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Our holdings include hundreds of glass and film negatives/transparencies that we've scanned ourselves; in addition, many other photos on this site were extracted from reference images (high-resolution tiffs) in the Library of Congress research archive. (To query the database click here.) They are adjusted, restored and reworked by your webmaster in accordance with his aesthetic sensibilities before being downsized and turned into the jpegs you see here. All of these images (including "derivative works") are protected by copyright laws of the United States and other jurisdictions and may not be sold, reproduced or otherwise used for commercial purposes without permission.

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[REV 25-NOV-2014]

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You're Invited: 1930

You're Invited: 1930

From an old family scrapbook: "Come to our picnic and egg hunt at Bull Creek bridge Thursday April 17 1930 at 10 oclock." Inola, Oklahoma. View full size.

On Shorpy:
Today's Top 5

Thank goodness construction paper keeps!

Such a neat thing to have! I have many similar things that were in some of the boxes of my grandparents' things. Many are art projects done by mother when she was in school, in the 30s. These things are so valuable! I see TV shows where they try to help people dig out from piles of clutter, where I don't think they do a very good job of making the distinction between family history and worthless clutter.

Big Dummy

I know it's silly, but this just brought me to tears.


Some people keep only necessities and do not clutter up their homes with unneeded stuff. Others hang on to the past, almost in layers, like time capsules. When my mom died in 1996, we went through dresser drawers layered like Tutankhamen's tomb going all the way back to the year my parents bought our house. Beneath the Mother's Day gift of oilcloth holders for ration stamps from WW 2 (hand made by her kids in elementary school) we found memorabilia from the New York World's Fair of 1939 and a Sunday comic from the same year. Her "keepers" were a living history of her life. Some people have tidier homes, but hers was much more interesting. I have decided to continue to keep all the treasures she kept, although to most people they are worthless. Somebody else can dispose of them when I'm gone. This pictured eighty-year old invitation represents a child's efforts to create something. Who could just trash it?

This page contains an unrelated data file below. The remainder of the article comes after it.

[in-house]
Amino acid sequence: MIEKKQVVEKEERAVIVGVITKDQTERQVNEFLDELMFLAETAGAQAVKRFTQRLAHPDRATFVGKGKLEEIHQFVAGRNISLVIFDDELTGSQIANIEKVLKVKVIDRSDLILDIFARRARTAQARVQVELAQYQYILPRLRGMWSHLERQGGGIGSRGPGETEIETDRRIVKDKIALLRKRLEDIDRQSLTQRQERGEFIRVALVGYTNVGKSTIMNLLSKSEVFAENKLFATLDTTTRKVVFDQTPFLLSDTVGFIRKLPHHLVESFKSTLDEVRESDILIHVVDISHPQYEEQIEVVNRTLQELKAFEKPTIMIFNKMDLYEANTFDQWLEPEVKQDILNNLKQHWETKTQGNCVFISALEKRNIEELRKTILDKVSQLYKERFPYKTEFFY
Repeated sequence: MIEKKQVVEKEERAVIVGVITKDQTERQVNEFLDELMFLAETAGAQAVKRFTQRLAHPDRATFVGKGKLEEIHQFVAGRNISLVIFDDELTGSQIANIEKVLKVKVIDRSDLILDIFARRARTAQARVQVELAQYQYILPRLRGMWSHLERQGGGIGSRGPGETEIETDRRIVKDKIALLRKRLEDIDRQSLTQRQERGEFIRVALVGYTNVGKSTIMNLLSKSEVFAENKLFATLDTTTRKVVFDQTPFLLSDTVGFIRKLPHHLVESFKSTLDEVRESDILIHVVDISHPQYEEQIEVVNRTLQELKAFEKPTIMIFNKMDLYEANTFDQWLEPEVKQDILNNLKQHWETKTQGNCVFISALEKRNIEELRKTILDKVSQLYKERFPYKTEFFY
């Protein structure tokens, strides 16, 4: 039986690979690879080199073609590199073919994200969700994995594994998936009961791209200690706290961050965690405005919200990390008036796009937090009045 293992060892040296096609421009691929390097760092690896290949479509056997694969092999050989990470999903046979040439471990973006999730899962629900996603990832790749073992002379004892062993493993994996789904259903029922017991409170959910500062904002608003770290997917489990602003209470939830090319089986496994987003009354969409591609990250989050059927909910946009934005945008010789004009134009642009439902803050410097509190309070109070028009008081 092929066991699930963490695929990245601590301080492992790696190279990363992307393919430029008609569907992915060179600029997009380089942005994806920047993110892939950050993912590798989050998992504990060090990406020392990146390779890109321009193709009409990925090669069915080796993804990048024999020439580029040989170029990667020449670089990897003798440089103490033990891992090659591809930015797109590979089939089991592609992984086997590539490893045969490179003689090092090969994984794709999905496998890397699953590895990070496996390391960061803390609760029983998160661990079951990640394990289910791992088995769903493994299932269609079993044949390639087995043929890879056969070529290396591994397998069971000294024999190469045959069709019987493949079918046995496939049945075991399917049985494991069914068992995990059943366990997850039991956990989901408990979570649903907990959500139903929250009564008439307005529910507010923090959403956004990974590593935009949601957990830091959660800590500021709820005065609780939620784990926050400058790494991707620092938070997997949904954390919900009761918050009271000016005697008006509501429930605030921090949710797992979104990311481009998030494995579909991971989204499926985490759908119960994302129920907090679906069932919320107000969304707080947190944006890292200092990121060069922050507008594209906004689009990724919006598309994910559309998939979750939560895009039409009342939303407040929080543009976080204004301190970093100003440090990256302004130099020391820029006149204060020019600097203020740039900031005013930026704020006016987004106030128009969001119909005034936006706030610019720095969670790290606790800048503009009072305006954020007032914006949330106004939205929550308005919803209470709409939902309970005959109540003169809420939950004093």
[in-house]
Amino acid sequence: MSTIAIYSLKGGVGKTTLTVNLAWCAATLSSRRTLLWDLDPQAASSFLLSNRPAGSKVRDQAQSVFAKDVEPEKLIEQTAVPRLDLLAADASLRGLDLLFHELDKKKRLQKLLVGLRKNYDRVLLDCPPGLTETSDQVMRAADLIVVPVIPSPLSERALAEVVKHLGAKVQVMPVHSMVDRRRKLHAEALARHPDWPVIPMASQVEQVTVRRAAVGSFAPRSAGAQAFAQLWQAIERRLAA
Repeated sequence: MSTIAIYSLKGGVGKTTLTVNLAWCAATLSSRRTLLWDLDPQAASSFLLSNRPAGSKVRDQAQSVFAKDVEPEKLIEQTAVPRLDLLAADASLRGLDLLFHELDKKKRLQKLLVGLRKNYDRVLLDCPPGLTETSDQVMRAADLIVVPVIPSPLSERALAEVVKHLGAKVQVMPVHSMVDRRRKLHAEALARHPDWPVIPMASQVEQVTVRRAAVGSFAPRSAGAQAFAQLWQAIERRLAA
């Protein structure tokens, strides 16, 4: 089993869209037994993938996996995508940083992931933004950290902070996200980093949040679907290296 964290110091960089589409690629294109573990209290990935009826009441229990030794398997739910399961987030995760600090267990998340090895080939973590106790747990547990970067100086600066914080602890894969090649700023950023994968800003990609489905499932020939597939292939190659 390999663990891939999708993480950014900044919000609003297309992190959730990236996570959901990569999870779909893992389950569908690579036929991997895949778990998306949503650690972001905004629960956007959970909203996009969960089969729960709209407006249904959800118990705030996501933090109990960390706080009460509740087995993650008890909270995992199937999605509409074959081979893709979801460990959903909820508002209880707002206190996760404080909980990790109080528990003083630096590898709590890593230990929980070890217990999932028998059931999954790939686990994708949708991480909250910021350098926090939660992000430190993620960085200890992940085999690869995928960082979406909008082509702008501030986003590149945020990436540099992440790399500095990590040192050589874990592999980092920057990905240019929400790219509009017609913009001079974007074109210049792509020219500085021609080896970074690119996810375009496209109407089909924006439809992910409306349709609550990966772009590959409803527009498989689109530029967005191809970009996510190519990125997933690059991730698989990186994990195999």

I have kept many mementos like this myself, it's fun to see one from 1930. Thank you.

My Regrets

I'm sorry I missed it. I bet they had a really good time.


This is utterly charming. I am so glad it was kept in your family.

A keeper!

This is the kind of ephemera a parent would keep for years, then an adult child would discard when clearing out the parent's estate. How wonderful that someone recognized its charm and preserved it.

This just charms me

Such earnest application of pencil to paper.

SHORPY HISTORICAL PHOTO ARCHIVE | History in HD is a vintage photo archive featuring thousands of high-definition images from the 1850s to 1960s. (Available as fine-art prints from the Shorpy Archive.) The site is named after Shorpy Higginbotham, a teenage coal miner who lived 100 years ago.

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